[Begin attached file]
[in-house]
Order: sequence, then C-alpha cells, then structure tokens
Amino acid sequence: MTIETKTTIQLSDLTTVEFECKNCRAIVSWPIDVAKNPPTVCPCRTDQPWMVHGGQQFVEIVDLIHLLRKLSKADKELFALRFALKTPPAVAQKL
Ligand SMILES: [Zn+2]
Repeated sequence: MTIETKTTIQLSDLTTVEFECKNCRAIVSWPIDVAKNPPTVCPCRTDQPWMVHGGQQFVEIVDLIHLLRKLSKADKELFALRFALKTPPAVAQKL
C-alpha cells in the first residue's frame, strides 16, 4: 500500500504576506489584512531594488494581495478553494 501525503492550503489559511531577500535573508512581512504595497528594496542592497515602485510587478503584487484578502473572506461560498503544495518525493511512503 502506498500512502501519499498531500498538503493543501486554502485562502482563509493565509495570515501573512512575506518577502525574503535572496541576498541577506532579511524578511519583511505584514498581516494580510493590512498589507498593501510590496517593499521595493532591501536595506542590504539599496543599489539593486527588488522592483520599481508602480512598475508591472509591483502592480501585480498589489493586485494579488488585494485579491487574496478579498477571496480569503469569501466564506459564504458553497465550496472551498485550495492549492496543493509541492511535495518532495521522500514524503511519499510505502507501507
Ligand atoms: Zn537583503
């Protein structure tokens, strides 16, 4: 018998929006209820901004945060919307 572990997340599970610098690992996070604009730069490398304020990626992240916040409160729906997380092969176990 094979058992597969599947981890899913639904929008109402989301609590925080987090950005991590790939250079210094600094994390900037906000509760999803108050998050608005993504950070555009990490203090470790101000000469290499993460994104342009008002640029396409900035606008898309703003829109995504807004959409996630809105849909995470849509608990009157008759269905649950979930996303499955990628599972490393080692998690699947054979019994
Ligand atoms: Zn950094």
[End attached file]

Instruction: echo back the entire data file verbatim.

[in-house]
Order: sequence, then C-alpha cells, then structure tokens
Amino acid sequence: MTIETKTTIQLSDLTTVEFECKNCRAIVSWPIDVAKNPPTVCPCRTDQPWMVHGGQQFVEIVDLIHLLRKLSKADKELFALRFALKTPPAVAQKL
Ligand SMILES: [Zn+2]
Repeated sequence: MTIETKTTIQLSDLTTVEFECKNCRAIVSWPIDVAKNPPTVCPCRTDQPWMVHGGQQFVEIVDLIHLLRKLSKADKELFALRFALKTPPAVAQKL
C-alpha cells in the first residue's frame, strides 16, 4: 500500500504576506489584512531594488494581495478553494 501525503492550503489559511531577500535573508512581512504595497528594496542592497515602485510587478503584487484578502473572506461560498503544495518525493511512503 502506498500512502501519499498531500498538503493543501486554502485562502482563509493565509495570515501573512512575506518577502525574503535572496541576498541577506532579511524578511519583511505584514498581516494580510493590512498589507498593501510590496517593499521595493532591501536595506542590504539599496543599489539593486527588488522592483520599481508602480512598475508591472509591483502592480501585480498589489493586485494579488488585494485579491487574496478579498477571496480569503469569501466564506459564504458553497465550496472551498485550495492549492496543493509541492511535495518532495521522500514524503511519499510505502507501507
Ligand atoms: Zn537583503
């Protein structure tokens, strides 16, 4: 018998929006209820901004945060919307 572990997340599970610098690992996070604009730069490398304020990626992240916040409160729906997380092969176990 094979058992597969599947981890899913639904929008109402989301609590925080987090950005991590790939250079210094600094994390900037906000509760999803108050998050608005993504950070555009990490203090470790101000000469290499993460994104342009008002640029396409900035606008898309703003829109995504807004959409996630809105849909995470849509608990009157008759269905649950979930996303499955990628599972490393080692998690699947054979019994
Ligand atoms: Zn950094």